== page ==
10 fun facts from AACRAO's Annual Meeting history

March 11, 2014
  • AACRAO Annual Meeting
  • AACRAO Connect

AACRAO celebrated its centennial as an organization in 2010 -- so why is the 100th Annual Meeting this year?

In 1918 and again in the 1940s, Annual Meetings did not convene due to the constraints of WWI and WWII. In 1943, the Office of War Mobilization and Re-conversion went so far as to place an "outlaw" stamp on conventions, in effect making it a criminal offense to hold conventions. In addition, in the 1920s, some meetings were not held due to the effects of the Depression.

Therefore, 2014 marks AACRAO's 100th Annual Meeting!

In honor of the occasion here are ten highlights from meetings past:

  • 1910: The first meeting was held in Detroit, attended by 15 registrars and 9 college accountants or secretaries.
  • 1969: Four years after the Civil Rights Act of 1964 was passed, AACRAO had its first workshop on civil rights issues and compliance with Clarence Laws, Deputy Regional Director of the Office of Civil Rights, Dallas.
  • 1940: Lost hats were such a cultural problem that each attendee to the conference (held in St. Louis) was issued a small label to paste inside his or her hat.
  • 1952: Attendees were treated to afternoon tea in Georgetown with the actress Myrna Loy. (Cost of tea... 50 cents!)
  • 1911: Annual membership fee set at one dollar!
  • 1931: Attendees were wowed by the talents of Trumbull Jackson on the musical saw.
  • 1952: Members voted to purchase "a machine for recording the conversation and profound utterances of Executive Committee Members." (Machine has yet to be used.)
  • 1915: AACRAO Treasurer and Accountant Mary Brown paid $3.80 for 19 hours of accounting. 
  • 1917: Henry Barker, President of the University of Kentucky, welcomed women with these words: “Mr. Chairman, Ladies and Gentlemen:  I am very happy to be able to say in greeting you, ladies and gentlemen.  Ordinarily when I address conventions of this character they are composed of men only, but it seems that the intellectual institutions of this country, at least some of them, have sense and good taste enough to pick women registrars and therefore I am able to say, ladies and gentlemen.  I believe firmly in the equality of the sexes; I am a women’s rights man.  I have been married a long time and know how to obey orders, and my wife tells me that is what I ought to believe; and ladies, I assure you, I believe it from the bottom of my heart…Before I leave the personal phase of this welcome, I wish to say that in all of my experience in attending gatherings of this sort, I have never seen a convention where the ladies were more beautiful and attractive or the men homelier and more intellectual.”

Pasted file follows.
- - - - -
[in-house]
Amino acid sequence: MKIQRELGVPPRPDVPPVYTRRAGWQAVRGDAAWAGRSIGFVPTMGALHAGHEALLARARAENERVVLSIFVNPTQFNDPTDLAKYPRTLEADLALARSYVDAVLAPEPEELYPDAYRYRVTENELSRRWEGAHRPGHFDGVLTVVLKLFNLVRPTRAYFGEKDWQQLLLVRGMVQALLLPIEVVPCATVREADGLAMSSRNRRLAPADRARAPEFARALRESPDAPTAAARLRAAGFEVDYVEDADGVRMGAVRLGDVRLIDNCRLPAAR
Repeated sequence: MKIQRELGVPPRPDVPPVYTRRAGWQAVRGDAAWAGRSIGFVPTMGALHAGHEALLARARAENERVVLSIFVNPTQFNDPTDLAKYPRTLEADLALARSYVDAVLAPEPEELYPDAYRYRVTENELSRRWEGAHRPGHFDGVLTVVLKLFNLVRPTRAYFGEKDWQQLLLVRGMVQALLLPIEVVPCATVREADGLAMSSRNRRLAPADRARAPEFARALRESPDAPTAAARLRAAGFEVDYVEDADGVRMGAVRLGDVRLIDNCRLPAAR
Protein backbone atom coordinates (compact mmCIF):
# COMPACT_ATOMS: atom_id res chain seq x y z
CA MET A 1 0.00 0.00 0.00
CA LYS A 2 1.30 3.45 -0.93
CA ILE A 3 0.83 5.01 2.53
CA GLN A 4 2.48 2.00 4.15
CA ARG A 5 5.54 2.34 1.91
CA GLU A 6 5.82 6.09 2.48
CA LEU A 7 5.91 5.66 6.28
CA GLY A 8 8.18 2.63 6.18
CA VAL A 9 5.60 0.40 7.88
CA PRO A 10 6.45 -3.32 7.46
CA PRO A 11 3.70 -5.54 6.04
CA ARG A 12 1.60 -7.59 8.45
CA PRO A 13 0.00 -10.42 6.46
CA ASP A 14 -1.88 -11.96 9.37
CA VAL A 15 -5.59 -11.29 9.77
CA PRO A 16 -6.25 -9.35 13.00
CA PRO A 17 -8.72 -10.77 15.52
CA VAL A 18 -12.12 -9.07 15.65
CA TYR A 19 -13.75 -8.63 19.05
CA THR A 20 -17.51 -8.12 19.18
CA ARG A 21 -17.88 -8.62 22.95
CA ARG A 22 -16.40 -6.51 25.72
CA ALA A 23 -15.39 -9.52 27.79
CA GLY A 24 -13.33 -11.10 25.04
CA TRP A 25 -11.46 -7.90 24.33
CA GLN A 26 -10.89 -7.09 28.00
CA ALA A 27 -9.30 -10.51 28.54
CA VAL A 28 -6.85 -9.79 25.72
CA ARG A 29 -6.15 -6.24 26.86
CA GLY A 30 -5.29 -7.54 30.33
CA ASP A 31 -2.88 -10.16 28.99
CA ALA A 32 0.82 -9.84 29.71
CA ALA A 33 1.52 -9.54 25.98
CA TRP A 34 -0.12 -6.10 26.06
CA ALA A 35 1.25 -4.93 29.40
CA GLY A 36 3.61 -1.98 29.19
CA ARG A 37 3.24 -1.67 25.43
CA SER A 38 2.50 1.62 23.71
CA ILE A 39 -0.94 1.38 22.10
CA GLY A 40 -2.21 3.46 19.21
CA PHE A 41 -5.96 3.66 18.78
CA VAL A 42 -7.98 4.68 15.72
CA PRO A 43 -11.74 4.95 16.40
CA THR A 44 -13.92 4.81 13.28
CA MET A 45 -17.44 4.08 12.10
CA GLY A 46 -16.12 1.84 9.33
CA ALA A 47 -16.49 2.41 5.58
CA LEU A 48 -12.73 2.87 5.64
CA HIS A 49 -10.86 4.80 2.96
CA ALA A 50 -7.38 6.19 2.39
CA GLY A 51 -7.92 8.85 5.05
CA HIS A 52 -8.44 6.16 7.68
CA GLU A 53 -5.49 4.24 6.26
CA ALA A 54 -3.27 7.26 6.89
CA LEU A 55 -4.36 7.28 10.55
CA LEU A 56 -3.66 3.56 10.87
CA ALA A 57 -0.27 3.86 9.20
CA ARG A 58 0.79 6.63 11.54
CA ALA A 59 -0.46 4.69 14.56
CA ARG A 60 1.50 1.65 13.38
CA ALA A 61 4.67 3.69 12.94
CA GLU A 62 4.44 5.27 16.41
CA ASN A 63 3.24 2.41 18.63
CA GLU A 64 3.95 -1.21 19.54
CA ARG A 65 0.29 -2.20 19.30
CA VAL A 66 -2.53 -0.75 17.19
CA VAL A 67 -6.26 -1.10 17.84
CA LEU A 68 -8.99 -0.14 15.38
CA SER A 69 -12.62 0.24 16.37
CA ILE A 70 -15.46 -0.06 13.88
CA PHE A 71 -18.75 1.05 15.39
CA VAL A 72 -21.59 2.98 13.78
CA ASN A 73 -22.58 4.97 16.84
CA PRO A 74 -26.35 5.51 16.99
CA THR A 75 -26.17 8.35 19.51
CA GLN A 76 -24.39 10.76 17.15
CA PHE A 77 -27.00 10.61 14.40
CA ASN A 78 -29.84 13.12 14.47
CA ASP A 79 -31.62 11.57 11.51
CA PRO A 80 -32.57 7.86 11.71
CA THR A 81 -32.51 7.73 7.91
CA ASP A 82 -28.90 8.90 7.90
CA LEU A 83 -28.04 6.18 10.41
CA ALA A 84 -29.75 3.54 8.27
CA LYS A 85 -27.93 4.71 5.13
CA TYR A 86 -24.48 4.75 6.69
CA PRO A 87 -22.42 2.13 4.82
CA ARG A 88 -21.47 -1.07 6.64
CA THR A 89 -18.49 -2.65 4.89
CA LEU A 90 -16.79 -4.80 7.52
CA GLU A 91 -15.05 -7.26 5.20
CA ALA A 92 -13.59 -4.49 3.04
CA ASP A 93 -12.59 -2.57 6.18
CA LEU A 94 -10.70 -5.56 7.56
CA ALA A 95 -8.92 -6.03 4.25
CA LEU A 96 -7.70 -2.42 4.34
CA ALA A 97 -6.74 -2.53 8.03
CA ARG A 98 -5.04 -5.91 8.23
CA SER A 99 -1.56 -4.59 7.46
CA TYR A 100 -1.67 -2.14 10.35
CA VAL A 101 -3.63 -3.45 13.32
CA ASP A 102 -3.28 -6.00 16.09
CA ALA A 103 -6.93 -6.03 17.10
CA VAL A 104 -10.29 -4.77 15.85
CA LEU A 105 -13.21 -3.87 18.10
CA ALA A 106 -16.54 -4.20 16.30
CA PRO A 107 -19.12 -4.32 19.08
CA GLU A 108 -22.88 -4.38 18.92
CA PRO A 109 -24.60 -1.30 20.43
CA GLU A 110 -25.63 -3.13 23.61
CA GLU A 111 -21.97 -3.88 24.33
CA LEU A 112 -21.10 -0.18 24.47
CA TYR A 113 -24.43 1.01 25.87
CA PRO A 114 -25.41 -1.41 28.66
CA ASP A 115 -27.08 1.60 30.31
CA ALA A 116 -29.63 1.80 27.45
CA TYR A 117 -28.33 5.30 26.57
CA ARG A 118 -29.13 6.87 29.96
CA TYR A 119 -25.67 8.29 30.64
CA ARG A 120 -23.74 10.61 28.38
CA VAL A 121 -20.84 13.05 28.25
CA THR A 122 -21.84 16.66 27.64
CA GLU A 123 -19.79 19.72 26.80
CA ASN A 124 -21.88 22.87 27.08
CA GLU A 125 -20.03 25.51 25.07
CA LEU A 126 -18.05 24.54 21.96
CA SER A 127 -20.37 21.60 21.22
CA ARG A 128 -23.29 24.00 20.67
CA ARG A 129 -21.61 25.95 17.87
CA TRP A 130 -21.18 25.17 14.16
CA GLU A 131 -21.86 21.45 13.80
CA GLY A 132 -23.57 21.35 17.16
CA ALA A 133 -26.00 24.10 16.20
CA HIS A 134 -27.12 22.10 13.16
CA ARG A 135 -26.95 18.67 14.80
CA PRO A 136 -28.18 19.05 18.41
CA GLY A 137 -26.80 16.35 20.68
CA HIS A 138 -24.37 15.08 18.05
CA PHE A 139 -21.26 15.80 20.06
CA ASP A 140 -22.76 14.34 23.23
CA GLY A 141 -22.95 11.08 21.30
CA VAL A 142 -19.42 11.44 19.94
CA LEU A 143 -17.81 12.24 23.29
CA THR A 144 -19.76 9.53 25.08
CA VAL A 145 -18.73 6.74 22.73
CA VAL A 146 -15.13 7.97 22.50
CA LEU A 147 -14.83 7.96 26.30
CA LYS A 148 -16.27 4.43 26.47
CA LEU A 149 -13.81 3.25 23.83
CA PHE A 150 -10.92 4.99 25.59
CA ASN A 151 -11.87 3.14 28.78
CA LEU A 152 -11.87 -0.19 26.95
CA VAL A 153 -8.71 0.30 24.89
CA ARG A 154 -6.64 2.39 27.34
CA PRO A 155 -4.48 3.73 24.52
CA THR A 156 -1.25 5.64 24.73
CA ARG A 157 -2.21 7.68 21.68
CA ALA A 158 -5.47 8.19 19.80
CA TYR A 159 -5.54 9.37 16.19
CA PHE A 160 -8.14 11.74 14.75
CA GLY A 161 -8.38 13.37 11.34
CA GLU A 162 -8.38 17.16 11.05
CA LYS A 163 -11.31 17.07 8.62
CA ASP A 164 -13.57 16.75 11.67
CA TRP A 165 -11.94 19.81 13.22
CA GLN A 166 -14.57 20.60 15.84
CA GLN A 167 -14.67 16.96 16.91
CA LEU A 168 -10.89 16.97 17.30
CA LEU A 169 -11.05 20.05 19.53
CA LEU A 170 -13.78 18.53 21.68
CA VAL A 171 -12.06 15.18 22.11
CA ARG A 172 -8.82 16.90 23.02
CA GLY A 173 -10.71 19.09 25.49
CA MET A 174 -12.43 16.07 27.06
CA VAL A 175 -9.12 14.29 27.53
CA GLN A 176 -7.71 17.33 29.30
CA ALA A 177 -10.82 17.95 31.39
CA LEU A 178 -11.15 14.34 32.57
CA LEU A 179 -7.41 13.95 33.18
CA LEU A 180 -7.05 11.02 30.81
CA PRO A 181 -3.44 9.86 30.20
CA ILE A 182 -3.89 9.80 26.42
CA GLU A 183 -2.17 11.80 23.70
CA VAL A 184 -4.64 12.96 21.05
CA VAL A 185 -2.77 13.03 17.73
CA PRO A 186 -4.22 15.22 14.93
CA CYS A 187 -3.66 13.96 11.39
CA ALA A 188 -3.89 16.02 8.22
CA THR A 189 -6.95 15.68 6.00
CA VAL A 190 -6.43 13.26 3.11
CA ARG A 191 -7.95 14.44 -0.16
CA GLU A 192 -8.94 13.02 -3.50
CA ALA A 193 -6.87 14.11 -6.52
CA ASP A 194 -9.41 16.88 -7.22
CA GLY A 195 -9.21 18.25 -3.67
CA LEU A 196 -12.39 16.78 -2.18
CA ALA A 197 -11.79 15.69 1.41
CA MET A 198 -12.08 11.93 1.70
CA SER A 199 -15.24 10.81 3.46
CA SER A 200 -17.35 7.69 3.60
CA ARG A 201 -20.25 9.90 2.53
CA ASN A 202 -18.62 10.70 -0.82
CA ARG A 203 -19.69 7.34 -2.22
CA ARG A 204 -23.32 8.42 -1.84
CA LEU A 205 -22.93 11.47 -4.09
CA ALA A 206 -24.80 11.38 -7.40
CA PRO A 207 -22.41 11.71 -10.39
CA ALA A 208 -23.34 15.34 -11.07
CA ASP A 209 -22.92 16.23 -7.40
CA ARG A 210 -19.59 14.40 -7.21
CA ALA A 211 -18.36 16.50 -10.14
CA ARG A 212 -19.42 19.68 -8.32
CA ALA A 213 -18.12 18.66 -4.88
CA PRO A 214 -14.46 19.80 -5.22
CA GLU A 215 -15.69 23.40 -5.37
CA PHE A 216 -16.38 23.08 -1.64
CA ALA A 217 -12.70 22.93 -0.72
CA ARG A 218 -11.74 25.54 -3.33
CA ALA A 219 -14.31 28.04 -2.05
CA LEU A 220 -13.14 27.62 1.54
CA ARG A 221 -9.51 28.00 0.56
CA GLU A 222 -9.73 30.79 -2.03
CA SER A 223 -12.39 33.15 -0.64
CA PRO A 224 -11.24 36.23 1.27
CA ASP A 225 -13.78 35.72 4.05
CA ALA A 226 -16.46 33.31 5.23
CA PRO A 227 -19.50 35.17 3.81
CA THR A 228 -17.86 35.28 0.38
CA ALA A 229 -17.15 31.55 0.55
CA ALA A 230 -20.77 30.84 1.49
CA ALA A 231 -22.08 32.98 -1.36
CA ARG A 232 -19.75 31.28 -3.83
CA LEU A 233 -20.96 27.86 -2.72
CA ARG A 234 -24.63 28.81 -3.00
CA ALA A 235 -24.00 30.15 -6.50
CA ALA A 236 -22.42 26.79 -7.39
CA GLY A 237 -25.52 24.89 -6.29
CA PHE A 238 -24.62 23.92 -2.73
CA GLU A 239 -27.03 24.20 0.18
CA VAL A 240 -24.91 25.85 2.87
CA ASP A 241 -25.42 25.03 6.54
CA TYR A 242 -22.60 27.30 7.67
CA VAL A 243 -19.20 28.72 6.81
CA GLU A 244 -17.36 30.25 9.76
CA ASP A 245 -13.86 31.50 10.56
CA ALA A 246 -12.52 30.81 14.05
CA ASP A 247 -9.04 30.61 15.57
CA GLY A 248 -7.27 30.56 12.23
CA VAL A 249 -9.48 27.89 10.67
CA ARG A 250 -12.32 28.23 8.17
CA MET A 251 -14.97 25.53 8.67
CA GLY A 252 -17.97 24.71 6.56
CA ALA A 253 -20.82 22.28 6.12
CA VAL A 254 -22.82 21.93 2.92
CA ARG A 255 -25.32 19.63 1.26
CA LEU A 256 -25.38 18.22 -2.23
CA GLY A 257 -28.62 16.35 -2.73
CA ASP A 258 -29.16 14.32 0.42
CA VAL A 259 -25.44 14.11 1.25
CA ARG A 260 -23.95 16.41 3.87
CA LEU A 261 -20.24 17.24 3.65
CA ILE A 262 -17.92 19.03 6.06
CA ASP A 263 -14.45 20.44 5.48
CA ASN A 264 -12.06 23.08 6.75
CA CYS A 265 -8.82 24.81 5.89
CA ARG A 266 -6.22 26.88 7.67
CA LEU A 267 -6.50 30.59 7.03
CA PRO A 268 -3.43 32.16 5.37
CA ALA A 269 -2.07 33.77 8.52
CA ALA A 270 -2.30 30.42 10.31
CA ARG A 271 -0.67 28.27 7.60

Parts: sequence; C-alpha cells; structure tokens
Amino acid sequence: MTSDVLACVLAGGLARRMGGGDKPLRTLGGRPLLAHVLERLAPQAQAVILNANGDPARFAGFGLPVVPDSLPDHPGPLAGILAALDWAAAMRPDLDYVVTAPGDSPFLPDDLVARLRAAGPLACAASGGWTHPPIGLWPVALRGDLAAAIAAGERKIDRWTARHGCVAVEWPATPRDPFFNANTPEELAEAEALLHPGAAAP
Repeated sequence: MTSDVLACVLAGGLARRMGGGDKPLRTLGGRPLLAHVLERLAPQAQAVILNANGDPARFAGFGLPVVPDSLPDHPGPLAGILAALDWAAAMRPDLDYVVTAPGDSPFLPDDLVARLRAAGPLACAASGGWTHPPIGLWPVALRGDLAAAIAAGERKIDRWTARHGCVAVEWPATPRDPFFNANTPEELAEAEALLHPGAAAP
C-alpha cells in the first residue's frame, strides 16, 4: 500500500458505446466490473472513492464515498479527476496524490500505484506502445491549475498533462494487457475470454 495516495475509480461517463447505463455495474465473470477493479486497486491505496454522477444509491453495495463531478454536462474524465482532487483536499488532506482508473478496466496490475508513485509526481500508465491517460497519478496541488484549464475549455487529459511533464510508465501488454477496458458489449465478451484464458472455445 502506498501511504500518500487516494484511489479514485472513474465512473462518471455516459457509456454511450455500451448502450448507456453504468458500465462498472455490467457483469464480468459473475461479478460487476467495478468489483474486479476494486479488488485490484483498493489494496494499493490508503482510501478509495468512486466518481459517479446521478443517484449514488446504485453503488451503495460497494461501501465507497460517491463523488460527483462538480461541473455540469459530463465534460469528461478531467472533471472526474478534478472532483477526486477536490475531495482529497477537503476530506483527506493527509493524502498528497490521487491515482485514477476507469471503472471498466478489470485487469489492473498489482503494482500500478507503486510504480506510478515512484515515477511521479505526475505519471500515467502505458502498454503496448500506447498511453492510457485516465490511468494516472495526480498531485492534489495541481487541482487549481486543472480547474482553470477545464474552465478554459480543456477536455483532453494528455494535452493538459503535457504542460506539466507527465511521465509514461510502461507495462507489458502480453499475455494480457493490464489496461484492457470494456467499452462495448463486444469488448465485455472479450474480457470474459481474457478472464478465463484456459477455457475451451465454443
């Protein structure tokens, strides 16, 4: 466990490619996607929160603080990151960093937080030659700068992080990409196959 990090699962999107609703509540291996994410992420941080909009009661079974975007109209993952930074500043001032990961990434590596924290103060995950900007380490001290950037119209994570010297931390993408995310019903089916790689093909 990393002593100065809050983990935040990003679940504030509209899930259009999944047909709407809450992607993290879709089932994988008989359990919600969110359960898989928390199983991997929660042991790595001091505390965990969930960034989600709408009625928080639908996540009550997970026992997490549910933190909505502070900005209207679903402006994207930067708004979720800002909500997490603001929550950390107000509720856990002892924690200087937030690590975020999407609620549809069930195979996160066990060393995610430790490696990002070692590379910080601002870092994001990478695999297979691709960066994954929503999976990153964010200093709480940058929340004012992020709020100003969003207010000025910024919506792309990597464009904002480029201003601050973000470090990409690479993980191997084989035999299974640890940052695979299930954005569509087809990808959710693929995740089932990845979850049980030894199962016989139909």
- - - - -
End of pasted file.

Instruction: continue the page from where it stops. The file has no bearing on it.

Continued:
• 1913: George O. Foster, Registrar from the University of Kansas passed along these words of wisdom: "The stress and turmoil of the registration days makes it impossible to give the candidate more than a few words of friendly greeting.  To overcome this, I give every entering man a card on which the following is printed:

“My Friend”


Remember-no man is down and out until he has lost faith in himself. 


Don’t be a recluse, or a bookworm.  Be a mixer, but don’t get mixed. 


Get into the University life and help make life.


Don’t be a quitter – the world hates a quitter.


Be courteous – it pays.  Be generous – your heart needs it.


Be deeply sincere in your mental habits; this quality will reflect itself in your speech, and people will believe in you.


Never DESCEND in your speech.  Speak in private as you would in public.


Keep your life so that you may always enjoy the trust of pure women, the respect of intelligent men and the love of little children.


Look for the best in others and give them the best you have.


Take time for plenty of out-door exercise.  Appreciate earth’s bounty. 


Breathe deep God’s fresh air day and night.


Identify yourself with the University Y.M.C.A., and thereby secure yourself the cordial fellowship of many fine fellows – a sure prevention of homesickness.


If you need a friend at any time during your University career, remember the man who hands you this card.  He esteems it a privilege to serve you. 


He wants to know you so as to be able to call you by name.


‘O, the world’s a curious compound


With its honey and its gall’


With its care and bitter crosses,


But a good world after all.


An’ a good God must have made it –


Leastwise, that is what I say,


When a hand is on your shoulder

Stay tuned for the next issue of Connect, which will highlight more interesting and fun facts from the AACRAO's Annual Meeting history! And to read more and register for the 100th Annual Meeting in Denver--guaranteed to make even more fun and profound association history--click here.


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